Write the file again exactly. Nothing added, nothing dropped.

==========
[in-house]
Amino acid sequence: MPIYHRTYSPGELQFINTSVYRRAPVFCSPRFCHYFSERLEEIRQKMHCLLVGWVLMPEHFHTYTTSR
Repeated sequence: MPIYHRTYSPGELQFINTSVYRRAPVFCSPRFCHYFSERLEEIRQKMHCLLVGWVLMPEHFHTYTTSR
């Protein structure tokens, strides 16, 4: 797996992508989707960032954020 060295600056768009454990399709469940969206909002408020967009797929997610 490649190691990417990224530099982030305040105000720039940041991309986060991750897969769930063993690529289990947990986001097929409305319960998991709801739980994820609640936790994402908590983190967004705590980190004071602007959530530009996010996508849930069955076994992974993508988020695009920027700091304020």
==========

[in-house]
Amino acid sequence: MPIYHRTYSPGELQFINTSVYRRAPVFCSPRFCHYFSERLEEIRQKMHCLLVGWVLMPEHFHTYTTSR
Repeated sequence: MPIYHRTYSPGELQFINTSVYRRAPVFCSPRFCHYFSERLEEIRQKMHCLLVGWVLMPEHFHTYTTSR
């Protein structure tokens, strides 16, 4: 797996992508989707960032954020 060295600056768009454990399709469940969206909002408020967009797929997610 490649190691990417990224530099982030305040105000720039940041991309986060991750897969769930063993690529289990947990986001097929409305319960998991709801739980994820609640936790994402908590983190967004705590980190004071602007959530530009996010996508849930069955076994992974993508988020695009920027700091304020």